Wikipedia ban: Top court calls for Turkey to lift block
Turkey's Constitutional Court has ruled that the country's block on accessing Wikipedia is unconstitutional.
The court said the ban violated rights concerning freedom of expression, and ordered it be lifted.
The Turkish government barred the website in 2017 because of entries suggesting Turkey had co-operated with jihadist militants in Syria.
Turkish censors have often temporarily blocked websites carrying content critical of the government.
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The Wikipedia Foundation took Turkey to the European Court of Human Rights (ECHR) in May over the ban, arguing that the blocking of the online encyclopaedia violated the right to freedom of expression.
Thursday's ruling is a significant victory for the foundation, writes BBC Europe regional editor Danny Aeberhard.
Wikipedia's founder, Jimmy Wales, celebrated the ruling in a tweet.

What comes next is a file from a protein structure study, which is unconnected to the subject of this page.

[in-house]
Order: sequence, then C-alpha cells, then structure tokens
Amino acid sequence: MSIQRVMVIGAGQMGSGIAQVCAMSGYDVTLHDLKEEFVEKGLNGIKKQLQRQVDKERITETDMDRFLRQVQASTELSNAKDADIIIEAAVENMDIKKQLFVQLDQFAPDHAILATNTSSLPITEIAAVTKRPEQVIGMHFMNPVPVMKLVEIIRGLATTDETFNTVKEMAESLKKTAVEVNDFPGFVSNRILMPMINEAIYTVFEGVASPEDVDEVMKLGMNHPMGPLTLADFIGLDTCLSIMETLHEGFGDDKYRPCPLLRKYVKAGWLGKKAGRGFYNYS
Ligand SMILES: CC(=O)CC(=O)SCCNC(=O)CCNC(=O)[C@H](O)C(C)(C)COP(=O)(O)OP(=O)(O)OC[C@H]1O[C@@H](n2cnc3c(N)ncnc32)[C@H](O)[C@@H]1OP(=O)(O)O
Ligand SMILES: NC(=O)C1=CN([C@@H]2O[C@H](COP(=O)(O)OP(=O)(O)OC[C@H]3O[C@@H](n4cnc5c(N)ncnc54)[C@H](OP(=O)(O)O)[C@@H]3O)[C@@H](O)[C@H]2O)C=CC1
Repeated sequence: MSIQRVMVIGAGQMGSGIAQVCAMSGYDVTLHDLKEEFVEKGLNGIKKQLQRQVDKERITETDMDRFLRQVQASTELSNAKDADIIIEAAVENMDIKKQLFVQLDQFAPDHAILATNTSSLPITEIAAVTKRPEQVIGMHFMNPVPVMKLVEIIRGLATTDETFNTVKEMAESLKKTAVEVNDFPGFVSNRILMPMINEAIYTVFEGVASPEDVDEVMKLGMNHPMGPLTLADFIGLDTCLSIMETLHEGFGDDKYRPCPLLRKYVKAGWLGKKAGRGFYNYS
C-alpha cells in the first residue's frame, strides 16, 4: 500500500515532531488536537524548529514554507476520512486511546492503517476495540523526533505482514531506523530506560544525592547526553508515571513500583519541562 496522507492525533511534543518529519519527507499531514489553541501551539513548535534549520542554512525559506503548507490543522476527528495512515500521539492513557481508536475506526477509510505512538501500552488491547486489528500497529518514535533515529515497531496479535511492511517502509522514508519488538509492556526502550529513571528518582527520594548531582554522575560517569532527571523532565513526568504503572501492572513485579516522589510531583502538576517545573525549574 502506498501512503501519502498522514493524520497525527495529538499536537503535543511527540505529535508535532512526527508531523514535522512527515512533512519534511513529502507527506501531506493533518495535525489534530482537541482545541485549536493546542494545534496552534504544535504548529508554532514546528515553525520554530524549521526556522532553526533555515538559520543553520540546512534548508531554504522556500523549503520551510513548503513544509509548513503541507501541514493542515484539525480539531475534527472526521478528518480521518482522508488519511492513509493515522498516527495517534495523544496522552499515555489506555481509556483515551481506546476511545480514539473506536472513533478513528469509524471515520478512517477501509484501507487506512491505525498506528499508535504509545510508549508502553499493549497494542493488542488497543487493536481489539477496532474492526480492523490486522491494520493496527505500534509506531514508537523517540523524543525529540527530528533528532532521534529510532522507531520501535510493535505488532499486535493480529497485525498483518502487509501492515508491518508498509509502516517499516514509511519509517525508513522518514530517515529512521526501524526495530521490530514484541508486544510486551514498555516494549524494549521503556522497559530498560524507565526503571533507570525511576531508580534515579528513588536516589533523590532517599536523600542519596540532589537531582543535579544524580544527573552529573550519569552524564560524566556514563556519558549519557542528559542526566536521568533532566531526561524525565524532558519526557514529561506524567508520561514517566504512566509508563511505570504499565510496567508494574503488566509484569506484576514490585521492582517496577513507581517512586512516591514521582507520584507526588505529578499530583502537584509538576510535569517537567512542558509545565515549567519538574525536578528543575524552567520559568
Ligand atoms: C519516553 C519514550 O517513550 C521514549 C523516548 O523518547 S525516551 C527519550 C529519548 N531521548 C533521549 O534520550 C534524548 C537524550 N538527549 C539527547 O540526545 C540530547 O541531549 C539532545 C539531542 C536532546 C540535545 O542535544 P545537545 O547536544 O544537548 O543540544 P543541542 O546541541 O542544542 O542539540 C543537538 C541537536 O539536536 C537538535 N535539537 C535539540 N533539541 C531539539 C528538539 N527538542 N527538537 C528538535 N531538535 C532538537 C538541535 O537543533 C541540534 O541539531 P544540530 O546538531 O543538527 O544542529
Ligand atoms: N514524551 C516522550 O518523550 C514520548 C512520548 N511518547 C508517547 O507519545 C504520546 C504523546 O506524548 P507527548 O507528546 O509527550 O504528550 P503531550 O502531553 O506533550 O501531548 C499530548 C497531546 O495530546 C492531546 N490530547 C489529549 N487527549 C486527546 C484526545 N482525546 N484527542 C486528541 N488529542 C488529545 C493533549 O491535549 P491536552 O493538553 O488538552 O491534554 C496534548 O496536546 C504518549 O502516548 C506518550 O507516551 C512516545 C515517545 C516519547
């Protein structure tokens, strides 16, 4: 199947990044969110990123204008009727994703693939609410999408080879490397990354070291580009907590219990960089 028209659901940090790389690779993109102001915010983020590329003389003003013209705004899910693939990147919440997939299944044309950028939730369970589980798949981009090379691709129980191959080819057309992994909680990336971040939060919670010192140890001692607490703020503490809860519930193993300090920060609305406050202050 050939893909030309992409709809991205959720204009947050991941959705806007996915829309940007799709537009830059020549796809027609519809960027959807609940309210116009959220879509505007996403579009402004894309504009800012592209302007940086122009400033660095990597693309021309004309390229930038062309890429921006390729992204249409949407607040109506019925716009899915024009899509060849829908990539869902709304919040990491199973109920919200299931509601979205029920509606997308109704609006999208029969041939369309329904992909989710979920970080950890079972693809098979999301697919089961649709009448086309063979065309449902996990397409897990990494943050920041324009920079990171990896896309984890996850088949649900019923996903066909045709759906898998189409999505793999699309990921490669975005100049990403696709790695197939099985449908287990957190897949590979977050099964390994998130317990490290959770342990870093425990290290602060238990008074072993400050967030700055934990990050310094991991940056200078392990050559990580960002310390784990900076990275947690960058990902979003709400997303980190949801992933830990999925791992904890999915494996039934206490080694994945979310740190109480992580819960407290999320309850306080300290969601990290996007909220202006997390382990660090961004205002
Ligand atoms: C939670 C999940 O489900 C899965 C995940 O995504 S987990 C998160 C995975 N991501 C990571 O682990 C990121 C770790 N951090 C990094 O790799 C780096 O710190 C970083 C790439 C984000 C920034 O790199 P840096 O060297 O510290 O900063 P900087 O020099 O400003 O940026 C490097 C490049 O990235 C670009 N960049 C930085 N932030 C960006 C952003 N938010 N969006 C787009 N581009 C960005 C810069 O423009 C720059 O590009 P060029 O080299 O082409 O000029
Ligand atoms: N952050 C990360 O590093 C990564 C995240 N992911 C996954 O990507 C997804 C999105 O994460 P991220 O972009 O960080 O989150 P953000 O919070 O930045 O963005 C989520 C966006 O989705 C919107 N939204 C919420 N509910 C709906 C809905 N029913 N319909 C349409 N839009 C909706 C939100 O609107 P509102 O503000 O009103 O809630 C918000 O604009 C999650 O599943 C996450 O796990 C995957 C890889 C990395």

Skip Twitter post by @jimmy_wales
Welcome back, Turkey! pic.twitter.com/txeAnBMpLE
— Jimmy Wales (@jimmy_wales) December 26, 2019
End of Twitter post by @jimmy_wales
What are the wider implications of the ruling?
The Constitutional Court voted by 10-6 that the ban violated freedom of speech.
It is expected that the authorities will lift it accordingly.
Turkey imposed the ban after articles on Wikipedia suggested it had co-operated with the Islamic State group and others, and made allegations of state-sponsored terrorism.
Under President Recep Tayyip Erdogan, the country is a key foreign player in the conflict in neighbouring Syria, hosting 3.7 million refugees and building a controversial "safe zone" along its north-eastern border.
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According to the Wikimedia Foundation, the ECHR has given its case against Turkey priority status and is due to receive submissions from the Turkish government next month.
"Today is a good day for those of us that believe in the power of knowledge and dialogue," the foundation said.
"We are encouraged by this outcome and will continue to work towards a world in which knowledge is freely accessible to all."
Turkey figures towards the bottom of a global index for media freedom put together by the organisation Reporters Without Borders, which rates it at 157 out of 180 countries.